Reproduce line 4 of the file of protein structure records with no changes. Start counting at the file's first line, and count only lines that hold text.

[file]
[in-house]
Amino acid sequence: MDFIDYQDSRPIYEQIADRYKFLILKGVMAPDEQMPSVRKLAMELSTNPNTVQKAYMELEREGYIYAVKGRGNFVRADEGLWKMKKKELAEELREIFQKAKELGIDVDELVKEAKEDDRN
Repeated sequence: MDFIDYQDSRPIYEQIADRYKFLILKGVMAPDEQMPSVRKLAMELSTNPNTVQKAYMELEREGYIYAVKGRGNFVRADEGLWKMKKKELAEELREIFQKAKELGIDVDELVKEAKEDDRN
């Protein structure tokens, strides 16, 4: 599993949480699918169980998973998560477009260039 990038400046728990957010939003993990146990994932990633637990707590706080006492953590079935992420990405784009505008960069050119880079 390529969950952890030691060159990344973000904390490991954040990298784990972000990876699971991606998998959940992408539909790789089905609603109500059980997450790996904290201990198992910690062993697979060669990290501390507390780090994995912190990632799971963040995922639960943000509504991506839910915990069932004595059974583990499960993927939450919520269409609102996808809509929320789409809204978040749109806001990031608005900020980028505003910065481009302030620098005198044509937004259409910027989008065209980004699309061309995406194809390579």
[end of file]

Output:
């Protein structure tokens, strides 16, 4: 599993949480699918169980998973998560477009260039 990038400046728990957010939003993990146990994932990633637990707590706080006492953590079935992420990405784009505008960069050119880079 390529969950952890030691060159990344973000904390490991954040990298784990972000990876699971991606998998959940992408539909790789089905609603109500059980997450790996904290201990198992910690062993697979060669990290501390507390780090994995912190990632799971963040995922639960943000509504991506839910915990069932004595059974583990499960993927939450919520269409609102996808809509929320789409809204978040749109806001990031608005900020980028505003910065481009302030620098005198044509937004259409910027989008065209980004699309061309995406194809390579």